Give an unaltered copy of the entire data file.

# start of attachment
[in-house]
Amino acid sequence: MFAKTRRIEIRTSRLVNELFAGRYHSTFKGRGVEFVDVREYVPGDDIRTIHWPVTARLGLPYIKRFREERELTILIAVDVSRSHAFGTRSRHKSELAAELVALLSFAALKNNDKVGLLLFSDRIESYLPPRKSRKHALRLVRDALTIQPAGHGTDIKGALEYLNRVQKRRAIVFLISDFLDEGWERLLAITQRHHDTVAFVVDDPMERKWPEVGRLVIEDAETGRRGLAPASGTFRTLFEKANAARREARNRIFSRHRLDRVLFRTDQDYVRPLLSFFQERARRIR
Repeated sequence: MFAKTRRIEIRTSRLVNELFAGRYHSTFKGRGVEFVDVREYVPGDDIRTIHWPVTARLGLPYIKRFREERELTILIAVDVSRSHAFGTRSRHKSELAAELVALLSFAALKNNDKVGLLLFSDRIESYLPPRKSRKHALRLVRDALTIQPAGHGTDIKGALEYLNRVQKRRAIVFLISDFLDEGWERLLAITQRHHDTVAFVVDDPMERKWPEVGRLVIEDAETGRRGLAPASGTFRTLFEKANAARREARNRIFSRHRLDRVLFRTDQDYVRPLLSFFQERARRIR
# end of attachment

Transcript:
[in-house]
Amino acid sequence: MFAKTRRIEIRTSRLVNELFAGRYHSTFKGRGVEFVDVREYVPGDDIRTIHWPVTARLGLPYIKRFREERELTILIAVDVSRSHAFGTRSRHKSELAAELVALLSFAALKNNDKVGLLLFSDRIESYLPPRKSRKHALRLVRDALTIQPAGHGTDIKGALEYLNRVQKRRAIVFLISDFLDEGWERLLAITQRHHDTVAFVVDDPMERKWPEVGRLVIEDAETGRRGLAPASGTFRTLFEKANAARREARNRIFSRHRLDRVLFRTDQDYVRPLLSFFQERARRIR
Repeated sequence: MFAKTRRIEIRTSRLVNELFAGRYHSTFKGRGVEFVDVREYVPGDDIRTIHWPVTARLGLPYIKRFREERELTILIAVDVSRSHAFGTRSRHKSELAAELVALLSFAALKNNDKVGLLLFSDRIESYLPPRKSRKHALRLVRDALTIQPAGHGTDIKGALEYLNRVQKRRAIVFLISDFLDEGWERLLAITQRHHDTVAFVVDDPMERKWPEVGRLVIEDAETGRRGLAPASGTFRTLFEKANAARREARNRIFSRHRLDRVLFRTDQDYVRPLLSFFQERARRIR